Piggy is distraught as, without his spectacles, he cannot see anything. He decides to approach Jack and retrieve his spectacles. Ralph offers to go with Piggy as he is still recognised as chief by Piggy, the twins and the littluns’. When they request Jack to return Piggy’s spectacles, he is very rude to them. Ralph calls Jack “a swine” and “a bloody thief,” and the two exchange blows. Piggy intervenes and asks Jack’s ‘tribe’ to behave as sensible, civilised people instead of behaving like savages. At this point, Roger hurls a rock at Piggy, who is thrown into the sea and killed. His dead body is carried away by the waves into the open sea.
Jack now attacks Ralph with his spear, tearing his skin above the ribs, Ralph realises the danger as he is now all alone against Jack and his followers. He flees from the spot followed by devilish screams and a shower of spears. Samneric, the twins, are seized and tied up by Jack’s followers, Roger gives them a beating, compelling them to become Jack’s followers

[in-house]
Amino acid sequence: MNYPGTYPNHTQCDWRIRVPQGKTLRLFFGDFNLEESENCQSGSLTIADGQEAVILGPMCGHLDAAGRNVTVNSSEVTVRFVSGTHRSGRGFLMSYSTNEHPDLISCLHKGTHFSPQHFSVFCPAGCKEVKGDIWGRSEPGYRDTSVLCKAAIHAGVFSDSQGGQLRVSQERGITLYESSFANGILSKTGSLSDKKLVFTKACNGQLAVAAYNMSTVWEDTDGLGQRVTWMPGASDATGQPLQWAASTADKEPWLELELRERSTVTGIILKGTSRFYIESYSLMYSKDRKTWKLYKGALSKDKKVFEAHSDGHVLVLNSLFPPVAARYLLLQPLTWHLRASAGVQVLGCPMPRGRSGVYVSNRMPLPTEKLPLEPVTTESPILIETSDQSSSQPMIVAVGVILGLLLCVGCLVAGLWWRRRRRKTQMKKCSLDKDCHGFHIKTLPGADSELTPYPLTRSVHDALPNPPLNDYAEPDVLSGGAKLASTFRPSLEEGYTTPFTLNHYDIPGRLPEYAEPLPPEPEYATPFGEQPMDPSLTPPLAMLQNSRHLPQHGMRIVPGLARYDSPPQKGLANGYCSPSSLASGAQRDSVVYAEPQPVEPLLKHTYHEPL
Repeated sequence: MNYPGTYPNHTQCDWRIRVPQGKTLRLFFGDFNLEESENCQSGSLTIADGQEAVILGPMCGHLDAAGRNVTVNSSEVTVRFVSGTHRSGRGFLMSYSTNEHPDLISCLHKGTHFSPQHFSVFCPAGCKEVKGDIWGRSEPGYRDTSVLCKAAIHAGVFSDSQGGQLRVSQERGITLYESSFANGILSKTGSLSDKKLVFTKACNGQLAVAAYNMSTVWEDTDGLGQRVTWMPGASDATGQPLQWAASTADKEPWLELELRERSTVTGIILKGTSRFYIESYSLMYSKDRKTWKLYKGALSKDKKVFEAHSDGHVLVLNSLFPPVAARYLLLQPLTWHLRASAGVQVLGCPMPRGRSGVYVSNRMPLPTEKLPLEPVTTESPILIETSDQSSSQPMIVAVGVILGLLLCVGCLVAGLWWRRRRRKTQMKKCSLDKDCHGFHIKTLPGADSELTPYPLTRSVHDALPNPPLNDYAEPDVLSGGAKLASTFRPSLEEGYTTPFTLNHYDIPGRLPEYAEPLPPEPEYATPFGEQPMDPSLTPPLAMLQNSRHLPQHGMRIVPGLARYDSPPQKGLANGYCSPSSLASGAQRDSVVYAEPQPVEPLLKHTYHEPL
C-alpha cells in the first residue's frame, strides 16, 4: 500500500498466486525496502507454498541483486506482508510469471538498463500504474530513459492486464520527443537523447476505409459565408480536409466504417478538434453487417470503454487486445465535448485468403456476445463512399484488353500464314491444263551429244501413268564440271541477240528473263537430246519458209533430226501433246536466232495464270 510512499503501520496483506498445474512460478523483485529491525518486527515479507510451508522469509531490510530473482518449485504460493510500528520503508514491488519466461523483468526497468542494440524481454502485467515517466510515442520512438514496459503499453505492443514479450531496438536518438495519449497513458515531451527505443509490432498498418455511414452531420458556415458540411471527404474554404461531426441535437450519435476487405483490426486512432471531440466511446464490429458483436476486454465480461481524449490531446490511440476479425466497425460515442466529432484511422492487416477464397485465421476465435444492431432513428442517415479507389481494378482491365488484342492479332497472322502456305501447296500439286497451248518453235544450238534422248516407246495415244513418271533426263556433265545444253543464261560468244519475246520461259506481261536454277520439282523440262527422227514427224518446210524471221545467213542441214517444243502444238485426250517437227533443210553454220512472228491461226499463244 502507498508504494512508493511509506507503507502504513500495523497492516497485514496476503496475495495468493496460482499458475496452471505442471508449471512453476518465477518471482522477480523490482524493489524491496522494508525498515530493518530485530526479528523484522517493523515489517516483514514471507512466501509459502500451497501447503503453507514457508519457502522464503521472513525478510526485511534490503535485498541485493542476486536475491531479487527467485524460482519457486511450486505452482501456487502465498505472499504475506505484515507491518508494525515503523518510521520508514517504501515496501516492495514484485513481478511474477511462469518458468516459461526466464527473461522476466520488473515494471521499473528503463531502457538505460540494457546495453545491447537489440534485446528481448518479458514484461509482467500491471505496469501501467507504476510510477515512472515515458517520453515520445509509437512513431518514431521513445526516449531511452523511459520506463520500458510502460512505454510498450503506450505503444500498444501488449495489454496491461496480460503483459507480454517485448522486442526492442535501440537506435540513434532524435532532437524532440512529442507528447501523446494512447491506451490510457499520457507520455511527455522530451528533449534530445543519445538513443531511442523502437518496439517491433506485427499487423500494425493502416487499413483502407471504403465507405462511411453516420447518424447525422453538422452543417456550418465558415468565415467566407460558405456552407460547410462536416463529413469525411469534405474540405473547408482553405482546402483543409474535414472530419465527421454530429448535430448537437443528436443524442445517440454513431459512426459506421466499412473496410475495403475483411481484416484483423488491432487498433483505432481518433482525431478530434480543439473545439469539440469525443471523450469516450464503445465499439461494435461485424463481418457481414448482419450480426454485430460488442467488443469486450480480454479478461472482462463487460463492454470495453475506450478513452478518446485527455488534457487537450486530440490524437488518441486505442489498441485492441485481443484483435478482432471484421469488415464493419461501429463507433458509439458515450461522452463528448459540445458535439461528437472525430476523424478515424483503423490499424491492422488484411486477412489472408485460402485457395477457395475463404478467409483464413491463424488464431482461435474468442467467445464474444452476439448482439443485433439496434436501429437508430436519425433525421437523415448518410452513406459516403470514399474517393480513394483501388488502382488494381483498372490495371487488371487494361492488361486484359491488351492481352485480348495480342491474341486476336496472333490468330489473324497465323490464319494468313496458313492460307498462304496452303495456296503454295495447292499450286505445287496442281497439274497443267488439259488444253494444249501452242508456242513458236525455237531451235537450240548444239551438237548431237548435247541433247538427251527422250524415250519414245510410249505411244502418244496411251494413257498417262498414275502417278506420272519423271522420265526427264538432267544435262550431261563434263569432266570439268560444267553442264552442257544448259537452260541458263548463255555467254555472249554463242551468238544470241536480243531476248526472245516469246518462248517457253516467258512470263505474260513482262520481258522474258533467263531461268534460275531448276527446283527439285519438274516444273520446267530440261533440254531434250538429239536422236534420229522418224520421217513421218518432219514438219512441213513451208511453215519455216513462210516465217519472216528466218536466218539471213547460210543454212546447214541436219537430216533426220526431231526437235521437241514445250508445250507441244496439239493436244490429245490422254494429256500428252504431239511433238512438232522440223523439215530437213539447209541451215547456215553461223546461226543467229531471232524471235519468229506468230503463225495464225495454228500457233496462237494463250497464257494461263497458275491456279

As the afternoon dies away, Ralph nurses his wounds in a thicket in the forest. When it is dark, he makes his way back to the shelters and cats some fruit. Making his way back again towards Jack’s end of the island, he comes upon the Lord of the Flies, now a fleshless grinning skull, which he lashes at in loathing. The sow’s head falls on the ground and Ralph takes up the stick on which it had rested to use a weapon.